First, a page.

13 August 2001
Ministers relax organic scheme rules

By FWi staff

THE government has relaxed requirements for its organic conversion scheme to help farmers whose applications have been stalled by foot-and-mouth restrictions.

The Department for Environment, Food and Rural Affairs says changes to its Organic Farming Scheme will get applications moving again.

Until now, OFS applications could only be made by farmers who were registered with an organic inspection body, such as the Soil Association.

But foot-and-mouth movement restrictions have prevented inspection bodies getting onto farms to register new conversions.

Now DEFRA says applications which have been held up by virus controls can be processed to the point of payment before full registration is completed.

Junior DEFRA minister Elliot Morley said: “Im delighted that by making this change to the administrative process we can bring farmers on board more quickly, and continue our commitment to sustainable farming.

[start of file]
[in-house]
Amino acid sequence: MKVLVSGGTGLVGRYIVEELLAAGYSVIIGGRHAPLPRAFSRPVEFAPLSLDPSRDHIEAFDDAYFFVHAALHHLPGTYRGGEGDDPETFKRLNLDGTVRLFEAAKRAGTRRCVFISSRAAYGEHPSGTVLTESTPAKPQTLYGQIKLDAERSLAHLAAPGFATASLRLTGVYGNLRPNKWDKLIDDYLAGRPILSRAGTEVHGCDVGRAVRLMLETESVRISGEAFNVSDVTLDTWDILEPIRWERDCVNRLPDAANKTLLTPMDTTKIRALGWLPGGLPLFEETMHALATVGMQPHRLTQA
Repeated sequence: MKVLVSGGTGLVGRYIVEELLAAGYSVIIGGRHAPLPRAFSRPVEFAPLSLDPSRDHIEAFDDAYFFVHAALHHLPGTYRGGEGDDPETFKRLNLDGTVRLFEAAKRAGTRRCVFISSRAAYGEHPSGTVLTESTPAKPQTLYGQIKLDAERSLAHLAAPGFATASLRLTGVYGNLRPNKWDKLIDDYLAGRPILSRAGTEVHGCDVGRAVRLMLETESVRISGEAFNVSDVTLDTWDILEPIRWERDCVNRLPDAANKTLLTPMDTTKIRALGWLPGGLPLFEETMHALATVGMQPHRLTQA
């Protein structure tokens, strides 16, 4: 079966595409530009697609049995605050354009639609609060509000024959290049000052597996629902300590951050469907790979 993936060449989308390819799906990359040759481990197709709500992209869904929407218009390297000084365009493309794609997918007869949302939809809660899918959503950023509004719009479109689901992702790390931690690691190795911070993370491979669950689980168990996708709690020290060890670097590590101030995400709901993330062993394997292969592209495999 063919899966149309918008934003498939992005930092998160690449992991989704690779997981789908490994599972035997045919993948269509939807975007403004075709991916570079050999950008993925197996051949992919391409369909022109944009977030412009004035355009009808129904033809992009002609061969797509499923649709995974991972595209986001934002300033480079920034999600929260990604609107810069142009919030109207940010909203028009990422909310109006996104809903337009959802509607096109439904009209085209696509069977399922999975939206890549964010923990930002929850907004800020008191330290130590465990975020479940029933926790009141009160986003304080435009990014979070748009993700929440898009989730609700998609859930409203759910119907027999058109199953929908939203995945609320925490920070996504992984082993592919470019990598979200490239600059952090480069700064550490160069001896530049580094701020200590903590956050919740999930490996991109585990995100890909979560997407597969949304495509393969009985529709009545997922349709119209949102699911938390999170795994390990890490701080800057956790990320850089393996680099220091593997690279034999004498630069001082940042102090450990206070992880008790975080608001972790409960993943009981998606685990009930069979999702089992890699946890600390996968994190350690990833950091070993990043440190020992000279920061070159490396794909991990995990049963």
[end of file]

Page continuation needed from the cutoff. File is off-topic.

Since the scheme was introduced in 1999, some 1400 farmers have joined the OFS, putting over 100,000 hectares of land under organic management.

But while in previous years it was quickly over-subscribed, this year foot-and-mouth has meant that 2m of 5m for new applications is still available.

Farmers will still be required to obtain a certificate of registration from an organic inspection body before aid payments are made.

These changes are a temporary arrangement which will come to an end next March.

DEFRA is writing to farmers have registered application with inspection bodies but cannot be inspected, inviting them to apply to the OFS.

Other farmers affected by virus restrictions will be able to apply to the OFS after contacting one of the inspection bodies.

DEFRA has also said that we will aim to pay claims from farmers within two months of them falling due.

Around 3% of UK farmland is cultivated organically and the annual market is expected to break through the 1bn mark by 2002.

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